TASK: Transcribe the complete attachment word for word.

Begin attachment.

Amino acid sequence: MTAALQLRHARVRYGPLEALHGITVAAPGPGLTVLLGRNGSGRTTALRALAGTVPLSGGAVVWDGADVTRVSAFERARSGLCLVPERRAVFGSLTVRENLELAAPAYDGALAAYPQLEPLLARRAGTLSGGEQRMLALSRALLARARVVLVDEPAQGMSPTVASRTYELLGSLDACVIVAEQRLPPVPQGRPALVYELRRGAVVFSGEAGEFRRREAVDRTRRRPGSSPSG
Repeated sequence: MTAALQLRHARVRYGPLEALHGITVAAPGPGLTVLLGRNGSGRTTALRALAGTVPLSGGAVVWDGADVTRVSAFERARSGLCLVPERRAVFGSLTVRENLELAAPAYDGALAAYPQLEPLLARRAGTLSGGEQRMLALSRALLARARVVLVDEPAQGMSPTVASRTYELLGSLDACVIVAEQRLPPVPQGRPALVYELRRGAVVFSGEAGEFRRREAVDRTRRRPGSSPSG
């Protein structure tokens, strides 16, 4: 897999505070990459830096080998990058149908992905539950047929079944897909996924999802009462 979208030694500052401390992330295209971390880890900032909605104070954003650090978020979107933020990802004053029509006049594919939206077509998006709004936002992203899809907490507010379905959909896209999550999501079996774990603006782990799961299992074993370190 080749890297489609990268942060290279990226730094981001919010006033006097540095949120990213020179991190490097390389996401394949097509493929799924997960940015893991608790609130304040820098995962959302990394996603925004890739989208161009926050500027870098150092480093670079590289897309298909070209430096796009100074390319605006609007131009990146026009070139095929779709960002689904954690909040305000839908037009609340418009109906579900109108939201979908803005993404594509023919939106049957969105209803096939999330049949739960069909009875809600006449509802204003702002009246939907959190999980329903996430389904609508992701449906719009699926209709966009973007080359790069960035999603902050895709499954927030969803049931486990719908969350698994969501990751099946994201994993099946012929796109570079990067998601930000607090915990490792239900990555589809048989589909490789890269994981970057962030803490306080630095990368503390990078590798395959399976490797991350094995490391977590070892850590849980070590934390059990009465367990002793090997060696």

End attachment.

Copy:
Amino acid sequence: MTAALQLRHARVRYGPLEALHGITVAAPGPGLTVLLGRNGSGRTTALRALAGTVPLSGGAVVWDGADVTRVSAFERARSGLCLVPERRAVFGSLTVRENLELAAPAYDGALAAYPQLEPLLARRAGTLSGGEQRMLALSRALLARARVVLVDEPAQGMSPTVASRTYELLGSLDACVIVAEQRLPPVPQGRPALVYELRRGAVVFSGEAGEFRRREAVDRTRRRPGSSPSG
Repeated sequence: MTAALQLRHARVRYGPLEALHGITVAAPGPGLTVLLGRNGSGRTTALRALAGTVPLSGGAVVWDGADVTRVSAFERARSGLCLVPERRAVFGSLTVRENLELAAPAYDGALAAYPQLEPLLARRAGTLSGGEQRMLALSRALLARARVVLVDEPAQGMSPTVASRTYELLGSLDACVIVAEQRLPPVPQGRPALVYELRRGAVVFSGEAGEFRRREAVDRTRRRPGSSPSG
């Protein structure tokens, strides 16, 4: 897999505070990459830096080998990058149908992905539950047929079944897909996924999802009462 979208030694500052401390992330295209971390880890900032909605104070954003650090978020979107933020990802004053029509006049594919939206077509998006709004936002992203899809907490507010379905959909896209999550999501079996774990603006782990799961299992074993370190 080749890297489609990268942060290279990226730094981001919010006033006097540095949120990213020179991190490097390389996401394949097509493929799924997960940015893991608790609130304040820098995962959302990394996603925004890739989208161009926050500027870098150092480093670079590289897309298909070209430096796009100074390319605006609007131009990146026009070139095929779709960002689904954690909040305000839908037009609340418009109906579900109108939201979908803005993404594509023919939106049957969105209803096939999330049949739960069909009875809600006449509802204003702002009246939907959190999980329903996430389904609508992701449906719009699926209709966009973007080359790069960035999603902050895709499954927030969803049931486990719908969350698994969501990751099946994201994993099946012929796109570079990067998601930000607090915990490792239900990555589809048989589909490789890269994981970057962030803490306080630095990368503390990078590798395959399976490797991350094995490391977590070892850590849980070590934390059990009465367990002793090997060696």